O’Neill: Collaborative design ideas, multiple iterations, a lot of juggling of priorities between paid work and passion work, and somehow the end results come out when they do.
Park: That depends on the day. Given that I have so many different hats that I wear, I tend to bounce around between tasks that are most urgent. I have an overall plan that I set out for my week, my day, my month…but then there’s a certain amount of time where other people need things from me, or unexpected things crop up, and I have to deal with that.
Humfrey: We’ve always had a prototype-as-you-build sort of workflow, which isn’t very sensible; on 80 Days we built most of the features at least two or three times before we ended up something that we were happy with. On our brand new, yet-to-be-named project, we’re trying to get more of the prototyping done up front, with the goal of making each part of the game work independently before assembling them together in the production phase.
Our team size is slowly growing. We hired our first employee last year, and we hire an increasing number of contractors for each project. Formalizing the development pipeline isn’t just sensible, it has become a necessity. We’ve also collaborated with outside developers, such as Meg Jayanth, who led the world-building and writing on 80 Days.
Viglione: That very much depends on where you are in the development cycle – especially when you make simulation games. At first, you can really control what you’re working on. You can design and code up the systems, build assets and do a lot of iteration – so the workflow is really quite open. The challenge at this point is to maintain focus on creating a concise game and not to faff about too much on experimentation. Sometimes it’s really hard to let go of a design idea, but if it no longer fits the scope in time or cost, you’ve got to be brutal.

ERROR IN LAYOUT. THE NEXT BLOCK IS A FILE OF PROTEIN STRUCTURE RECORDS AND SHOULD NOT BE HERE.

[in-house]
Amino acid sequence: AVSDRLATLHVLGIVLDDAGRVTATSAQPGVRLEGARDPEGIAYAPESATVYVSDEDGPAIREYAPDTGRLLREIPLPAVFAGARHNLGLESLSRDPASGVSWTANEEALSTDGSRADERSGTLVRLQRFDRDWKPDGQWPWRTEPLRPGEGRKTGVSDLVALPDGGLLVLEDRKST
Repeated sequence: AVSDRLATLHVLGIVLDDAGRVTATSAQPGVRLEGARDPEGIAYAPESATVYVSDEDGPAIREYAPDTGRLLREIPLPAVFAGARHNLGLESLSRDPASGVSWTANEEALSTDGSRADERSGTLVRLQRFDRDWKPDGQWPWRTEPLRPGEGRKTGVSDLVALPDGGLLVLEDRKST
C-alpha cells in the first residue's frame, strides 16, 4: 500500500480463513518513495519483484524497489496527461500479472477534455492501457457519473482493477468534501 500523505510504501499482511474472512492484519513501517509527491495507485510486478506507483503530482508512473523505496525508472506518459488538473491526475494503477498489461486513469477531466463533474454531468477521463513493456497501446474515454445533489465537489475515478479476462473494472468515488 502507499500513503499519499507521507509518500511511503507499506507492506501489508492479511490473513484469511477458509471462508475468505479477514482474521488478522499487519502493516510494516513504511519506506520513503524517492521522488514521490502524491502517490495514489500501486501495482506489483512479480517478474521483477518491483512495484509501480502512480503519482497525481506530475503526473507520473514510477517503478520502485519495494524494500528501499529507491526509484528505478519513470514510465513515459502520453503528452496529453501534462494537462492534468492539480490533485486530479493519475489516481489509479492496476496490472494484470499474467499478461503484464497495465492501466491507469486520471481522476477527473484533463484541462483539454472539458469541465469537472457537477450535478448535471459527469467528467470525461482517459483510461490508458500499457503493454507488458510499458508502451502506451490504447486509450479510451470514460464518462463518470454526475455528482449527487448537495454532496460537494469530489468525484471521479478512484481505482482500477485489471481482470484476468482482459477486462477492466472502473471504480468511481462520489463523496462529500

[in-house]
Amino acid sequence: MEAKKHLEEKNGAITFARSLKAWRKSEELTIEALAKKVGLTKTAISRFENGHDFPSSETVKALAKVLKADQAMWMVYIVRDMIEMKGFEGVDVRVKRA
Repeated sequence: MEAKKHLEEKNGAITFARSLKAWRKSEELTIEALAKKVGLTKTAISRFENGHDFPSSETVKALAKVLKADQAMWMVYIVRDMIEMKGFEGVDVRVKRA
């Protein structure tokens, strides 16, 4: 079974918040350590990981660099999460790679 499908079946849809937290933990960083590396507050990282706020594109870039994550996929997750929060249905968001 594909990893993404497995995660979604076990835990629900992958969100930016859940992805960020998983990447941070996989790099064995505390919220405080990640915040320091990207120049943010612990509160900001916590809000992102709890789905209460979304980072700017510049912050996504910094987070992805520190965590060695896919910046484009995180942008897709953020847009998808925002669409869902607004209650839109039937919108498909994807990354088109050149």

But as you near release, the game begins to tell you what to do. You need to complete a given system or level. You need to fix the confusing UI element that you decided to save for later. You need to start making trailers. You need to make the tutorial workable. At this point, the challenge is deciding what’s “good enough to ship.” That’s sometimes a really hard call to make. But we’re lucky as indies to be able to somewhat control when we make that change – when we start letting the game’s needs take over.
Tsao: A lot of the ideas for games and major features and systems we end up jamming together. Once we have some ideas that we like, we would try to develop them into more concrete details. We prototype very early with gray boxes to test out ideas and mechanics.
Once we are ready to develop it more fully, we would set sprint goals and tasks, where each sprint is say three weeks, and work on them. At the start of each sprint, we typically plan out what everyone’s working on across projects, and we more formally meet every week to go over our progress. We also check in with each other as we need help and on a daily basis.
Keren: While Mushroom 11 started as our Global Game Jam experiment, it quickly became a whole team effort. It’s true that I end up making final calls for various design aspects, but great ideas for visuals, story and puzzles have come from each member of the team. Design ideas mostly start in my sketchbook, then get prototyped in a test scene, and if they feel right, they end up in the game.
The Mushroom 11 teams consists of two married couples living in different states and a handful of other contributors. We work very long hours – though from the comfort of our home or the local coffee shop – while collaborating with our teammates.
Visual designs are usually based on the general narrative and artistic direction, and start in Simon’s sketchbook. Julia is a UX design expert, and she helps with finding the right balance and order of challenges, while contributing to all other aspects of the game, and so does Kara, the producer. This is a true team effort, bringing ideas from the entire team to combine in a meaningful way to create a unified, coherent experience.